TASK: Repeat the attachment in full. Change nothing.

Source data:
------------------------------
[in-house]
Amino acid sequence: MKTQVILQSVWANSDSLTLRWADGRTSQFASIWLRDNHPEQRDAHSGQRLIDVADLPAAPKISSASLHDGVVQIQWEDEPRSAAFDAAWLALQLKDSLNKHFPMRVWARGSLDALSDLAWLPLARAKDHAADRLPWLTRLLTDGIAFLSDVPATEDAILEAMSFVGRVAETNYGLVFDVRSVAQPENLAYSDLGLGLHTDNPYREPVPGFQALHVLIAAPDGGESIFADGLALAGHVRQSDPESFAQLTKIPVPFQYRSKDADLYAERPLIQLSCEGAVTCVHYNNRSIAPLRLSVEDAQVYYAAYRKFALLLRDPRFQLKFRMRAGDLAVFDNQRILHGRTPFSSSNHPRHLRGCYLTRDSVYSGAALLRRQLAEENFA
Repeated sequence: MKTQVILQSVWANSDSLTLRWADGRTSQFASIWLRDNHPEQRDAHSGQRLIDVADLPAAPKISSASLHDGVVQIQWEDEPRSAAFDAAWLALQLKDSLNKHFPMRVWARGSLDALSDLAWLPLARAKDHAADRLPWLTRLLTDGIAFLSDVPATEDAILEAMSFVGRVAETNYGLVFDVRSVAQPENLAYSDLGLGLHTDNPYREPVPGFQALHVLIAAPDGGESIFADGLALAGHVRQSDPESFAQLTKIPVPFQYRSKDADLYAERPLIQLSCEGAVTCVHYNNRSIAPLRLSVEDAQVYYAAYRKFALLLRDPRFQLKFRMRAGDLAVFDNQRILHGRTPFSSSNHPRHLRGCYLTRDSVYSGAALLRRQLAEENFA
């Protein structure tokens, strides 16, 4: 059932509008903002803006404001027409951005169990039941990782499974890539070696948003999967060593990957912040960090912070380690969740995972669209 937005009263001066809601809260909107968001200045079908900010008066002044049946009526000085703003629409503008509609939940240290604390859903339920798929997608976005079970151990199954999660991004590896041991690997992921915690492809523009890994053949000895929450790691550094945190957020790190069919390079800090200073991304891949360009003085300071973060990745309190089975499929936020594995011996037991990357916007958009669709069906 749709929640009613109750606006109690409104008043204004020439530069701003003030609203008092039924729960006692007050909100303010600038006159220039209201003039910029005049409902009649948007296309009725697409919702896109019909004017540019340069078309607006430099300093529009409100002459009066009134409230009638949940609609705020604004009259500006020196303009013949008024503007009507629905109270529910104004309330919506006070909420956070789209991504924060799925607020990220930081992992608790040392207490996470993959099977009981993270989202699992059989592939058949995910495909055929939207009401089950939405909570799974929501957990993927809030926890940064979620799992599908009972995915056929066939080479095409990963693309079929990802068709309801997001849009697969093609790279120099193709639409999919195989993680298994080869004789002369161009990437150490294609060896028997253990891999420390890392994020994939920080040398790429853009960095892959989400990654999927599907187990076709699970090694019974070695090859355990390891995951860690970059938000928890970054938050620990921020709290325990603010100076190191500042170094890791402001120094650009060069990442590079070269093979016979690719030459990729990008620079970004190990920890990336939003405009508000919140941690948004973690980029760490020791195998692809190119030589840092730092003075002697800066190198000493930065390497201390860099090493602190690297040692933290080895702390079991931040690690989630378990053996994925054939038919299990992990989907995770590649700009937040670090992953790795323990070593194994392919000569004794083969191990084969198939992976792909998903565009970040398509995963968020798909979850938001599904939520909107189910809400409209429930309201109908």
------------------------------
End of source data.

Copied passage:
[in-house]
Amino acid sequence: MKTQVILQSVWANSDSLTLRWADGRTSQFASIWLRDNHPEQRDAHSGQRLIDVADLPAAPKISSASLHDGVVQIQWEDEPRSAAFDAAWLALQLKDSLNKHFPMRVWARGSLDALSDLAWLPLARAKDHAADRLPWLTRLLTDGIAFLSDVPATEDAILEAMSFVGRVAETNYGLVFDVRSVAQPENLAYSDLGLGLHTDNPYREPVPGFQALHVLIAAPDGGESIFADGLALAGHVRQSDPESFAQLTKIPVPFQYRSKDADLYAERPLIQLSCEGAVTCVHYNNRSIAPLRLSVEDAQVYYAAYRKFALLLRDPRFQLKFRMRAGDLAVFDNQRILHGRTPFSSSNHPRHLRGCYLTRDSVYSGAALLRRQLAEENFA
Repeated sequence: MKTQVILQSVWANSDSLTLRWADGRTSQFASIWLRDNHPEQRDAHSGQRLIDVADLPAAPKISSASLHDGVVQIQWEDEPRSAAFDAAWLALQLKDSLNKHFPMRVWARGSLDALSDLAWLPLARAKDHAADRLPWLTRLLTDGIAFLSDVPATEDAILEAMSFVGRVAETNYGLVFDVRSVAQPENLAYSDLGLGLHTDNPYREPVPGFQALHVLIAAPDGGESIFADGLALAGHVRQSDPESFAQLTKIPVPFQYRSKDADLYAERPLIQLSCEGAVTCVHYNNRSIAPLRLSVEDAQVYYAAYRKFALLLRDPRFQLKFRMRAGDLAVFDNQRILHGRTPFSSSNHPRHLRGCYLTRDSVYSGAALLRRQLAEENFA
């Protein structure tokens, strides 16, 4: 059932509008903002803006404001027409951005169990039941990782499974890539070696948003999967060593990957912040960090912070380690969740995972669209 937005009263001066809601809260909107968001200045079908900010008066002044049946009526000085703003629409503008509609939940240290604390859903339920798929997608976005079970151990199954999660991004590896041991690997992921915690492809523009890994053949000895929450790691550094945190957020790190069919390079800090200073991304891949360009003085300071973060990745309190089975499929936020594995011996037991990357916007958009669709069906 749709929640009613109750606006109690409104008043204004020439530069701003003030609203008092039924729960006692007050909100303010600038006159220039209201003039910029005049409902009649948007296309009725697409919702896109019909004017540019340069078309607006430099300093529009409100002459009066009134409230009638949940609609705020604004009259500006020196303009013949008024503007009507629905109270529910104004309330919506006070909420956070789209991504924060799925607020990220930081992992608790040392207490996470993959099977009981993270989202699992059989592939058949995910495909055929939207009401089950939405909570799974929501957990993927809030926890940064979620799992599908009972995915056929066939080479095409990963693309079929990802068709309801997001849009697969093609790279120099193709639409999919195989993680298994080869004789002369161009990437150490294609060896028997253990891999420390890392994020994939920080040398790429853009960095892959989400990654999927599907187990076709699970090694019974070695090859355990390891995951860690970059938000928890970054938050620990921020709290325990603010100076190191500042170094890791402001120094650009060069990442590079070269093979016979690719030459990729990008620079970004190990920890990336939003405009508000919140941690948004973690980029760490020791195998692809190119030589840092730092003075002697800066190198000493930065390497201390860099090493602190690297040692933290080895702390079991931040690690989630378990053996994925054939038919299990992990989907995770590649700009937040670090992953790795323990070593194994392919000569004794083969191990084969198939992976792909998903565009970040398509995963968020798909979850938001599904939520909107189910809400409209429930309201109908």